[Outlook]An art lesson for the ages

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[Outlook]An art lesson for the ages

In front of the Posco building near the Seolleung subway station in Gangnam there is a huge steel sculpture that has many interesting stories behind its creation.
The artwork is called “Structure upon which a flower blossoms” or “Amabel” and it was made by the world-renowned experimental artist Frank Stella.
Posco paid Stella 1.7 billion won($1.8 million) for “Amabel,” expecting an art work that would go well with the post-modern image of the Posco center building.
However, “Amabel” has caused great controversy because its 30 tons of steel look like an airplane engine that exploded in midair. Many say it should be removed immediately, because it damages the image of the Posco building and its surroundings.
Citizens who pass by complain about it. Some experts have supported the removal of the work, saying that it is important to respect the public’s opinion, since the structure is for them as much as for Posco.
On the other hand, there have been experts who strongly oppose the removal of Amabel. Some have staged demonstrations because they respect the artwork’s symbolic meaning and artistic value. Posco, upset by the controversy, considered donating the piece to the National Museum of Contemporary Art, but the artist vigorously opposed this idea.
Posco came up with a compromise to solve its dilemma. They have now planted pine trees around the sculpture, to conceal it from the eyes of pedestrians.
A few days ago I happened to pass the Posco building and I found that the steel structure was only partly visible.
Near the ramp that leads to the Cheonggye stream, there is a large sculpture called “Spring,” which is 20 meters in height. It was made by Claes Oldenburg, who was paid 1.3 billion won for his work.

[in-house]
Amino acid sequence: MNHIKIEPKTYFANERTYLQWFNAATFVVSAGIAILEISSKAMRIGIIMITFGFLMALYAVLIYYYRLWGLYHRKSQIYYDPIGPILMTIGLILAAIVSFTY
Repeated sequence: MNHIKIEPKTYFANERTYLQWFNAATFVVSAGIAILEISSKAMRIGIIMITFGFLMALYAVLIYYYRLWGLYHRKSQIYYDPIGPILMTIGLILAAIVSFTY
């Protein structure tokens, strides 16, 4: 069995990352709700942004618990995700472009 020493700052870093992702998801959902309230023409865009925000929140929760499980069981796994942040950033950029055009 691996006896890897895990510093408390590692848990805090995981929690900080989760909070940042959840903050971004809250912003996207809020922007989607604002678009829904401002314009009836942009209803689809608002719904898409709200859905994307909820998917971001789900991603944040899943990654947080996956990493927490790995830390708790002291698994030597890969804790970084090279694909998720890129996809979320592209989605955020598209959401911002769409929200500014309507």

This artwork, similar to a Christmas tree decorated like a colorful cruller, does not cause public revulsion, unlike Stella’s “Amabel.” This is because the work consists of an image that is easy on the eye and it was made of materials that people find pleasing.
Pop art, which was born in the United States and England during the 1960s, arrived in Korea in the 1990s.
Recently, exhibitions of pieces from this era have become commonplace. Andy Warhol, the icon of Pop art, who used the silkscreen method to transform images of celebrities like Marilyn Monroe into artworks, has become very popular in Korea.
In February 2007, “The missing Nancy Lang,” a promotion for a home appliance company, featured, the conceptual artist Nancy Lang , the diva of Korean pop art, and became the number one item searched for on the Internet.
“Amabel” and “Spring” represent the mainstream of modern art. “Amabel” is shocking and perplexing to see and seems far removed from any familiar concept of beauty. Because we are used to appreciating the Seokguram Buddha or the Pieta by Michelangelo, Amabel seems like nothing more than a pile of garbage.
However, the structure may signify the end of modern civilization and a newfound hope that emerges from the ruins. Because something is inexplicable does not mean it has no value.
“Spring” is a lot easier to appreciate. By using everyday materials, it breaks down the barrier between art and non-art.
Pop art is criticized because it takes advantage of capitalism, its artists earning huge sums, while trying to hide behind an impenetrable veil of obscurity. But we can say that it breaks down barriers between art and the ordinary, and makes us think about our environment.
Modern art challenges the standard framework of thought, even if it is difficult to understand. It tries to expand our horizons by breaking free of the classical belief that the pursuit of beauty and art are the same thing. And it makes us re-examine classic artworks in a critical way. Modern art is an experiment in imagination and a realization of freedom. And without freedom, our lives cannot be mature or abundant.
Paris and New York were regarded as the world’s capital cities in the 19th century and 20th centuries respectively, and their artworks blossomed along with their wealth. Paris and New York are still symbols of free spirits today.
“The more, the better,” a video tower by the video artist late Paik Nam-jun, is ready to be unveiled at the National Museum of Contemporary Art. The artist is the only Korean listed in the dictionary of world modern art. In the National Museum of Korea in Yongsan, the Meditating Buddha is wearing an eternal smile. It is true that “One can appreciate as much as one knows,” but one shows more wisdom when one says, “The more experience one has appreciating artistic works, the better one knows.”

*The writer is a professor of philosophy at Hanshin University. Translation by The JoongAng Daily staff.

by Yoon Pyung-joong
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